Engineers in Academia rallied to register the Engineers Registration Board

Makerere University Engineering staff who are not Registered Engineers have been urged to utilize the existing opportunity availed through a window specially created by the Engineering Registration Board (ERB) for  Engineers in the Academia.

A team from the Engineering Registration Board

The Engineering Registration Board has come out to enlist the registration of Engineers in academia, who even though impart knowledge and skills to the engineers, many of them are not themselves Registered Engineers.

During an outreach visit to the College of Engineering, Design, Art, and Technology (CEDAT), Thursday 18th April 2024, a team from the Engineering Registration Board interacted with Makerere University staff in the engineering field drawn from the Electrical Engineering, Mechanical Engineering, Civil Engineering, Agricultural Engineering, and Software Engineering among others.

Assoc. Prof. Dorothy Okello, the Dean of the School of Engineering, Makerere University

Assoc. Prof. Dorothy Okello, the Dean of the School of Engineering at CEDAT said the academia’s contribution to the engineering sector is unique and the way they are assessed ought to be unique. We promote student membership in the Uganda Institution of Professional Engineers (UIPE) to enable them to appreciate the importance of belonging to professional networks, she said. Engineering attracts the best brains in the country but the challenge was how to convert them to the best contribution to developing the country. She also pointed out that Engineering was a core sector of the development agenda of the country, and that if the academia delivers as per expectation, they must be recognized as engineers based on their output and contribution. One way to enhance our professional status is through getting registered by the Engineers Registration Board, she said.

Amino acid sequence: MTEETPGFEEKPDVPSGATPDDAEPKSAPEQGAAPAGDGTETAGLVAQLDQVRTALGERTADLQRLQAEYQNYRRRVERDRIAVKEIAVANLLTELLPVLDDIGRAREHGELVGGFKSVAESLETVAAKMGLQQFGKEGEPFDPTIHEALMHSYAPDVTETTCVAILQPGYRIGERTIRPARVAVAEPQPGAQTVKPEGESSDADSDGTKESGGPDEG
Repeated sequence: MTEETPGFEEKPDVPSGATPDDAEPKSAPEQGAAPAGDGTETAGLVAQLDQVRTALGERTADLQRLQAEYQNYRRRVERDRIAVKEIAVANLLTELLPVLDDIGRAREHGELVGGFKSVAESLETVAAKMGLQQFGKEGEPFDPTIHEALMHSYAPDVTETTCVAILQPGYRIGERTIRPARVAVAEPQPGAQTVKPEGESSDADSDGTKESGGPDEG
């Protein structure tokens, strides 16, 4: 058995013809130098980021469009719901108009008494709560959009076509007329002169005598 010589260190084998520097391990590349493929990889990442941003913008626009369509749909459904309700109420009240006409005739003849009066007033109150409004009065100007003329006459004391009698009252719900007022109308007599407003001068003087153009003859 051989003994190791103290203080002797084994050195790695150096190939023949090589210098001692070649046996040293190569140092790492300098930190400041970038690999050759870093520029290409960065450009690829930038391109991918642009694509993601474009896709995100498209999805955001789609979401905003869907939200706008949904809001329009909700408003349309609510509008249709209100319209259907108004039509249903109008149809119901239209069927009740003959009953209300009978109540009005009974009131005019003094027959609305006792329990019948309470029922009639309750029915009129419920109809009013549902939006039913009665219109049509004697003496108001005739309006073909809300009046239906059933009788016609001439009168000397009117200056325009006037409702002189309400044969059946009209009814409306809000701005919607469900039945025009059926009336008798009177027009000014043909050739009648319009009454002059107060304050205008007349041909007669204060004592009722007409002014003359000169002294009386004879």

ERB’s Eng. Dr. Isaac Mutenyo

ERB’s Eng. Dr. Isaac Mutenyo said although over Two Thousand Engineers are churned out every year from several institutions, the Engineers Registration Board was registering very few.  Our main responsibility as a board is to confirm that the people practicing engineering are competent. He however noted that since 1969, the Board has 1800 registered engineers. He said technicians were out on the field working but without belonging to any supervisory body to serve as a mantle of  professionalism

While recognizing the affirmative action drive spearheaded by Asoc. Prof. Dorothy Okello that brought on board more females in the profession, Eng. Dr. Isaac Mutenyo said  ERB takes cognizance of the great contribution made by the academia which group teaches the engineers.  Lecturers do a lot of things but few get recognized which is a concern.  He said the Board at ERB  agreed to change the registration procedure to have many people registered which will in turn bring many more professionals to the pool of engineers and avoid overload on a few registered ones which he said, was a disservice to the country.

We want to simplify the registration process without compromising the quality.  The Board through its committees is working hard to put in more effort to register as many people as possible.  We are here to recognize you as a special category involved in research, training students, and also in practice. You have taught so many engineers, giving them skills and thereafter they go out and register when you are not registered, he observed while addressing the participants that attended the outreach.